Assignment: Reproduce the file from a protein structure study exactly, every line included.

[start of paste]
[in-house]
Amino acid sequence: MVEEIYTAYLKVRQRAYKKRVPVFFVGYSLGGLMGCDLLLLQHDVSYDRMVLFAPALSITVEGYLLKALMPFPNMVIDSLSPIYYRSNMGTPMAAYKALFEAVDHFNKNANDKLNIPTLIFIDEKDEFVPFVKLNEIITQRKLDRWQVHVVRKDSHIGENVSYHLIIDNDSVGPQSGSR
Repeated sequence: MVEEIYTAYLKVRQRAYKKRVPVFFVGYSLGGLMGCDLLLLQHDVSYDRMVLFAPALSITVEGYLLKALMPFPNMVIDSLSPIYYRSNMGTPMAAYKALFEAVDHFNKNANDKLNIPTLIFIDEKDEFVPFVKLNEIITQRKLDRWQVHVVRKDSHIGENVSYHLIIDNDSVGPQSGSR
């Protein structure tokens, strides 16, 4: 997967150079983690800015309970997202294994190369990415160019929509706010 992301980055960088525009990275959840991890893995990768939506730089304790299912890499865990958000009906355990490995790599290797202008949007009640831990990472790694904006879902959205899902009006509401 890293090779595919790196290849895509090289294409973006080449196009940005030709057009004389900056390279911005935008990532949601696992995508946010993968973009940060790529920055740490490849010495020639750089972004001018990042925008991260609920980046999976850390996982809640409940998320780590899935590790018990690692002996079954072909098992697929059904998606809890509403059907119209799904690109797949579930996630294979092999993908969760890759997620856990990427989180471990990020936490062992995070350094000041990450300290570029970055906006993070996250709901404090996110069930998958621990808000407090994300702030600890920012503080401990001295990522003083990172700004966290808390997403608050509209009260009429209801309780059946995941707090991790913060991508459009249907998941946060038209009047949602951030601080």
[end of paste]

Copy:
[in-house]
Amino acid sequence: MVEEIYTAYLKVRQRAYKKRVPVFFVGYSLGGLMGCDLLLLQHDVSYDRMVLFAPALSITVEGYLLKALMPFPNMVIDSLSPIYYRSNMGTPMAAYKALFEAVDHFNKNANDKLNIPTLIFIDEKDEFVPFVKLNEIITQRKLDRWQVHVVRKDSHIGENVSYHLIIDNDSVGPQSGSR
Repeated sequence: MVEEIYTAYLKVRQRAYKKRVPVFFVGYSLGGLMGCDLLLLQHDVSYDRMVLFAPALSITVEGYLLKALMPFPNMVIDSLSPIYYRSNMGTPMAAYKALFEAVDHFNKNANDKLNIPTLIFIDEKDEFVPFVKLNEIITQRKLDRWQVHVVRKDSHIGENVSYHLIIDNDSVGPQSGSR
């Protein structure tokens, strides 16, 4: 997967150079983690800015309970997202294994190369990415160019929509706010 992301980055960088525009990275959840991890893995990768939506730089304790299912890499865990958000009906355990490995790599290797202008949007009640831990990472790694904006879902959205899902009006509401 890293090779595919790196290849895509090289294409973006080449196009940005030709057009004389900056390279911005935008990532949601696992995508946010993968973009940060790529920055740490490849010495020639750089972004001018990042925008991260609920980046999976850390996982809640409940998320780590899935590790018990690692002996079954072909098992697929059904998606809890509403059907119209799904690109797949579930996630294979092999993908969760890759997620856990990427989180471990990020936490062992995070350094000041990450300290570029970055906006993070996250709901404090996110069930998958621990808000407090994300702030600890920012503080401990001295990522003083990172700004966290808390997403608050509209009260009429209801309780059946995941707090991790913060991508459009249907998941946060038209009047949602951030601080």